• The model you provide is awesome. This is a great article. I agree with David, the consistent branding across the board is the most important point you make.

  • hbflynn

    Great article… your points about department integration are a bit more complex IMO though. It comes down to the dollars. Retailers are infamous for having separate digital and store groups. More and more retailers are finally coming around to the one customer theory but this is a much more complex issue for large, national retailers who traditionally have siloed budgets. Who pays for ad buys/social programs, etc that use a digital medium to drive in-store sales. It comes down to who has more juice within their organization. In some companies it is the ecomm teams in others it is the merchant groups. Most marketing is centralized and then distributed to the local store managers, selecting from a corporate approved message. The successful retailers are the ones who can get past this in-fighting. In effect treat the customer as a person and not a channel.

    • Thanks for dropping by and for offering up some excellent insight regarding the integration challenges faced by retailers. Interesting comments about “in-fighting”. I have also noticed that a lack of cooperation between marketing and operations creates some huge hurdles when it comes to social media integration – this can include training of in-store staff, delivering on the last mile of an in-store promotion (i.e. redemption) or even around the development of content that involves in-store staff.

  • Very Very nice, I think that your are 100 percent correct, the strategy has to continue offline as well in order for it to work. As David Mention the consistent brand message across departments is the key point.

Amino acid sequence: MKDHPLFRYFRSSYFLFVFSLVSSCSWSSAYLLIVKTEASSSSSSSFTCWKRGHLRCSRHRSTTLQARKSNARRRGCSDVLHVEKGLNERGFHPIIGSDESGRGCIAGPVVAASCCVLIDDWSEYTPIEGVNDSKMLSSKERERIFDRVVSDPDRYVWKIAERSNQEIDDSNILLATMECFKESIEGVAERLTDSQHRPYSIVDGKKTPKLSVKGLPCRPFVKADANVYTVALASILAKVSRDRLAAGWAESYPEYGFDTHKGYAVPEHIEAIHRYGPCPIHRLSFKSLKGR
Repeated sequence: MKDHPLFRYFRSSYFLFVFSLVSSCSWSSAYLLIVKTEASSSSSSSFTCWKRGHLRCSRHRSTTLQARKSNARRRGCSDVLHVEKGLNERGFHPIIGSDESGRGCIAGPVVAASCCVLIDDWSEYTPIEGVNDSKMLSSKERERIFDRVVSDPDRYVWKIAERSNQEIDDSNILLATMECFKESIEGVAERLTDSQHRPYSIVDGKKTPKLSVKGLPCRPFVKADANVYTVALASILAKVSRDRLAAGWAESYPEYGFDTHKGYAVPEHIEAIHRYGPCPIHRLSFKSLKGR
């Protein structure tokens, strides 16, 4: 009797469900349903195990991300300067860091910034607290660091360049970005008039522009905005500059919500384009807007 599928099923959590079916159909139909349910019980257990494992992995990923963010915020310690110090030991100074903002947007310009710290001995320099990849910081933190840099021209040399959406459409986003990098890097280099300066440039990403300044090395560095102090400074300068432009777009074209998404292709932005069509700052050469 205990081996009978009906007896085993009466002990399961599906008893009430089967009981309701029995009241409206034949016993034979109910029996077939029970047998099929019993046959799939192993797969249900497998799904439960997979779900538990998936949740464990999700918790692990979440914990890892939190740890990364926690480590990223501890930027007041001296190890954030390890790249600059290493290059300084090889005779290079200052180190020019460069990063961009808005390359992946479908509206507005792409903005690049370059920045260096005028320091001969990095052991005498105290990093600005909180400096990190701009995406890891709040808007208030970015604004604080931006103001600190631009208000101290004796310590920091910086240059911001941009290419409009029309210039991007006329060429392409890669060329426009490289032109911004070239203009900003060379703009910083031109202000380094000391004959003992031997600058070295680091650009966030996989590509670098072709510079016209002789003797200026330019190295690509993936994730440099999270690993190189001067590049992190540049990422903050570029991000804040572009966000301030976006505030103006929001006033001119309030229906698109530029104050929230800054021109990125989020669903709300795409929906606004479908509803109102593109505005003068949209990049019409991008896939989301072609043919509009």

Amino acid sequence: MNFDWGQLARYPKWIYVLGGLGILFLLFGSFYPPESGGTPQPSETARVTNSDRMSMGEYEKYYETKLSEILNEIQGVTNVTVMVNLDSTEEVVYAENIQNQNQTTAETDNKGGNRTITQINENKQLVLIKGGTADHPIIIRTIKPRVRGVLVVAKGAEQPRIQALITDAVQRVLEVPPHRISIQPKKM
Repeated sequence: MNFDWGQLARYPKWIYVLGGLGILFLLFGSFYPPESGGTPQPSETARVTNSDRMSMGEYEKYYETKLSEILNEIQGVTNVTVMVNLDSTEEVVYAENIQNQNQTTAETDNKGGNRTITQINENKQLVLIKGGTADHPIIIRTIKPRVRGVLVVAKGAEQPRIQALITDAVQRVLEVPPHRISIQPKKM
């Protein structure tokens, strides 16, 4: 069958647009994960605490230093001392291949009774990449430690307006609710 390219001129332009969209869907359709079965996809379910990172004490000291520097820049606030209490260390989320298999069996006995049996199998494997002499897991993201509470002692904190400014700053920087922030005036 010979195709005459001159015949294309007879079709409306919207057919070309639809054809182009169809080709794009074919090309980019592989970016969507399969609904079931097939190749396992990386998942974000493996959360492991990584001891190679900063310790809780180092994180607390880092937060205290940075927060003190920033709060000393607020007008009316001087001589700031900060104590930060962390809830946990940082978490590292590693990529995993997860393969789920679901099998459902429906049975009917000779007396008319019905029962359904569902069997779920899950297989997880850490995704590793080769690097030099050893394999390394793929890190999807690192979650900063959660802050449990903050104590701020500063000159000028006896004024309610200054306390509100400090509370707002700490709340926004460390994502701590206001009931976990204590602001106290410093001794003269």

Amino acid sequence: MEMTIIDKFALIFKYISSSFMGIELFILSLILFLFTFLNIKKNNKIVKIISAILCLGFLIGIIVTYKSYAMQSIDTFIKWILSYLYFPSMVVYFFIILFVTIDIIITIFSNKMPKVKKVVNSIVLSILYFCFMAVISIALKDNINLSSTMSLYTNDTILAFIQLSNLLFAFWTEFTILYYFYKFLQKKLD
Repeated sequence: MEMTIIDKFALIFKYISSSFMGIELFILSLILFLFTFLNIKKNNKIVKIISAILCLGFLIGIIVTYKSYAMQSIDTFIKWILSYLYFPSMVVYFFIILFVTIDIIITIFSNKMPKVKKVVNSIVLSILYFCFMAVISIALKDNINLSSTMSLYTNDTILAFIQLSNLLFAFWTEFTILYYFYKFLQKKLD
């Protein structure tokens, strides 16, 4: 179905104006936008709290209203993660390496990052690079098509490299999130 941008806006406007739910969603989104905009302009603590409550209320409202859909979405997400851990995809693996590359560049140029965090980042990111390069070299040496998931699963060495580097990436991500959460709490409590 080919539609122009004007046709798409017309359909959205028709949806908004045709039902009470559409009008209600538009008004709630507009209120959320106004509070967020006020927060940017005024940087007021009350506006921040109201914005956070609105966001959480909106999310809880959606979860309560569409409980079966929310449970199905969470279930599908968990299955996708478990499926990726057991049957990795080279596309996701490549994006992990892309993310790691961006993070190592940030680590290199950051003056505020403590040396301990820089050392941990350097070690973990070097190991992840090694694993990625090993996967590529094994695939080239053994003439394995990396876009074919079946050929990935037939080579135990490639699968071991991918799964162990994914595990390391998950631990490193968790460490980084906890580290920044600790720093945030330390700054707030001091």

Thank you for a very relevant post!

    • Thanks Anthony – Great point about integrating online and offline.

  • These are excellent points, but the one that sticks out the most is the consistent brand message across departments. We've all been in situations in traditional companies where HR doesn't know what marketing's doing, and neither does the head office. Social media transcends departments, because they don't exist in the environment they're participating in.

    Therefore, it's paramount that a company (especially larger ones) have a consistent strategy that's communicated company-wide to put their “best face forward” and not alienate or confuse any segments of their target market.

    • Thanks for the comment David. I agree that communicating social media goals (or the purpose of any other initiative for that matter) is critical, particularly where front line staff are disconnected from leadership teams. Keeping as many people in the loop when it comes to organizational objectives contributes to the development of a consistent brand message.